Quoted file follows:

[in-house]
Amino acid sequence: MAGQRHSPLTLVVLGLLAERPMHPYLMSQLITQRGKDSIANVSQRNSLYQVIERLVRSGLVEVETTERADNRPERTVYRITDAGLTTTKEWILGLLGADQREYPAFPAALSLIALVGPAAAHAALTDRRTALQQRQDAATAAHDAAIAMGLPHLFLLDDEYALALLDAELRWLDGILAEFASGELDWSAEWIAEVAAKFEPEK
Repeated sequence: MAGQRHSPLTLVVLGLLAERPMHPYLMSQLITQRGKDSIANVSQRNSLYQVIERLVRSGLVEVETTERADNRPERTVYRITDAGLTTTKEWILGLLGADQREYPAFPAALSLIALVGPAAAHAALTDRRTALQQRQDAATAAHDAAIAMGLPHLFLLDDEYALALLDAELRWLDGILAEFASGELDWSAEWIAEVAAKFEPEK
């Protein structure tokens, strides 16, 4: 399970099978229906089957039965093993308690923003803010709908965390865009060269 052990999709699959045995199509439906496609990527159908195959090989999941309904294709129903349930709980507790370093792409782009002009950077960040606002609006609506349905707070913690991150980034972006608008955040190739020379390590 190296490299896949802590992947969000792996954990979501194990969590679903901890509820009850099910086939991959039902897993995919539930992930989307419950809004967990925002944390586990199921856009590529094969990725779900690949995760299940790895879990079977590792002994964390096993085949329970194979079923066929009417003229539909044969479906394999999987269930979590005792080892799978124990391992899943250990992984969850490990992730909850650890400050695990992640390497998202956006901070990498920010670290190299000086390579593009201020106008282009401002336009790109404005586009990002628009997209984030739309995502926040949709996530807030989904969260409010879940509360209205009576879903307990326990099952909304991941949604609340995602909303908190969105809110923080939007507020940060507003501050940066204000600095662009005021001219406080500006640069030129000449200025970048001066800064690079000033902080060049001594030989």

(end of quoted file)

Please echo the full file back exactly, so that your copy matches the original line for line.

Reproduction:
[in-house]
Amino acid sequence: MAGQRHSPLTLVVLGLLAERPMHPYLMSQLITQRGKDSIANVSQRNSLYQVIERLVRSGLVEVETTERADNRPERTVYRITDAGLTTTKEWILGLLGADQREYPAFPAALSLIALVGPAAAHAALTDRRTALQQRQDAATAAHDAAIAMGLPHLFLLDDEYALALLDAELRWLDGILAEFASGELDWSAEWIAEVAAKFEPEK
Repeated sequence: MAGQRHSPLTLVVLGLLAERPMHPYLMSQLITQRGKDSIANVSQRNSLYQVIERLVRSGLVEVETTERADNRPERTVYRITDAGLTTTKEWILGLLGADQREYPAFPAALSLIALVGPAAAHAALTDRRTALQQRQDAATAAHDAAIAMGLPHLFLLDDEYALALLDAELRWLDGILAEFASGELDWSAEWIAEVAAKFEPEK
């Protein structure tokens, strides 16, 4: 399970099978229906089957039965093993308690923003803010709908965390865009060269 052990999709699959045995199509439906496609990527159908195959090989999941309904294709129903349930709980507790370093792409782009002009950077960040606002609006609506349905707070913690991150980034972006608008955040190739020379390590 190296490299896949802590992947969000792996954990979501194990969590679903901890509820009850099910086939991959039902897993995919539930992930989307419950809004967990925002944390586990199921856009590529094969990725779900690949995760299940790895879990079977590792002994964390096993085949329970194979079923066929009417003229539909044969479906394999999987269930979590005792080892799978124990391992899943250990992984969850490990992730909850650890400050695990992640390497998202956006901070990498920010670290190299000086390579593009201020106008282009401002336009790109404005586009990002628009997209984030739309995502926040949709996530807030989904969260409010879940509360209205009576879903307990326990099952909304991941949604609340995602909303908190969105809110923080939007507020940060507003501050940066204000600095662009005021001219406080500006640069030129000449200025970048001066800064690079000033902080060049001594030989």